James Rachels

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James Rachels argues against theories of selfishness that the psychological egoists maintain. He challenges the view that everyone always does what he or she wants by showing that we often dounpleasant tasks for the future pleasures or from obligation. Altruism is recognized as not acting in self interest. He also clears up the confusions that selfishness and self interest share the same meaning. *Psychological egoists argue that we always do what we want to do. Rachel says that is questionable and there are two classes of actions that are exceptions to the generalization. One is a set of actions we do not want to do but we do as a means toan end we want to achieve. For example, going to the dentist to fix a toothache or going to work everyday to get paid at the end of the month. The other set of actions are those which we do, not because we want to or because there is an end to achieve but because we feel obligation to do them.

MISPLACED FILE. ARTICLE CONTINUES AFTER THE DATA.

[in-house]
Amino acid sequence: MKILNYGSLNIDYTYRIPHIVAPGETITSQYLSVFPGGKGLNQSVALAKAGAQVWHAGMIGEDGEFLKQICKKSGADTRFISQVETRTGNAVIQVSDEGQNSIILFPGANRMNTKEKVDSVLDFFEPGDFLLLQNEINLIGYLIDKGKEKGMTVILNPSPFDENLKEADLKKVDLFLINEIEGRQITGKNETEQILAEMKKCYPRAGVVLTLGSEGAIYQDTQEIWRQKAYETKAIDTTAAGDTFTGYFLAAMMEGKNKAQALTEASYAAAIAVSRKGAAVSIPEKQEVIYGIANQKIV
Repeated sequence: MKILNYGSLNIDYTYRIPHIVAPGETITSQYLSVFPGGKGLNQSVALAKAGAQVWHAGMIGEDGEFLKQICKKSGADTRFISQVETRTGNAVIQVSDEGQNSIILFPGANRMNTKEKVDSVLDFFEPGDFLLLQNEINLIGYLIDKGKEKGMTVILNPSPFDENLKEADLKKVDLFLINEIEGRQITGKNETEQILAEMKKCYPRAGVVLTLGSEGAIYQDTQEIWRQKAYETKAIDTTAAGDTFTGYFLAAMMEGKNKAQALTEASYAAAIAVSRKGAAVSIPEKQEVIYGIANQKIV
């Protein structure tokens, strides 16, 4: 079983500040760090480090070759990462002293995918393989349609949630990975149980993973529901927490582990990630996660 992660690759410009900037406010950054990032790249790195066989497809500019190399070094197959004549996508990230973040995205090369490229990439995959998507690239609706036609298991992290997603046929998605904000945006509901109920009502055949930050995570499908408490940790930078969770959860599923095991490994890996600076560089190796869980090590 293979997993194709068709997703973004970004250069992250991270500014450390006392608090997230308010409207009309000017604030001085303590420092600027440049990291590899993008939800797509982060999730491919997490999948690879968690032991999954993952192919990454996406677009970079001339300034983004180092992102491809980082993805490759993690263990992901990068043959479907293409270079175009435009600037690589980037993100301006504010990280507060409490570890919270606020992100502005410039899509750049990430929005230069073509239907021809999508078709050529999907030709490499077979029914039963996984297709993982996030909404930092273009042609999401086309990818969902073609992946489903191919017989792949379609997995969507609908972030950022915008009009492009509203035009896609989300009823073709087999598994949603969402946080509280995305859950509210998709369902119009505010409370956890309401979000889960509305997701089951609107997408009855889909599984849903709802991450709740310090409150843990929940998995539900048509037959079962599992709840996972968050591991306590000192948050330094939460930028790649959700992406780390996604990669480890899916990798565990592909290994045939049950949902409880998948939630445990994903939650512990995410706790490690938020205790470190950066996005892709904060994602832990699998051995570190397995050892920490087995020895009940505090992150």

Rachel states for example, someone may do something because he or she has promised to do it and thus feels obligated, even though he or she does not want to do it. The second statement psychological egoists argue is that, to do what one wants to do is acting selfishly, therefore we always act selfishly. Rachels states this example, Smith wants to do something that will help his friend even if it means putting on hold his own enjoyments, and Rachel says that is what makes Smith unselfish. Rachel says the mere fact that I am acting on my wants does not mean I am acting selfishly; that depends on what it is that I want. If I want only my own good, and care nothing for others,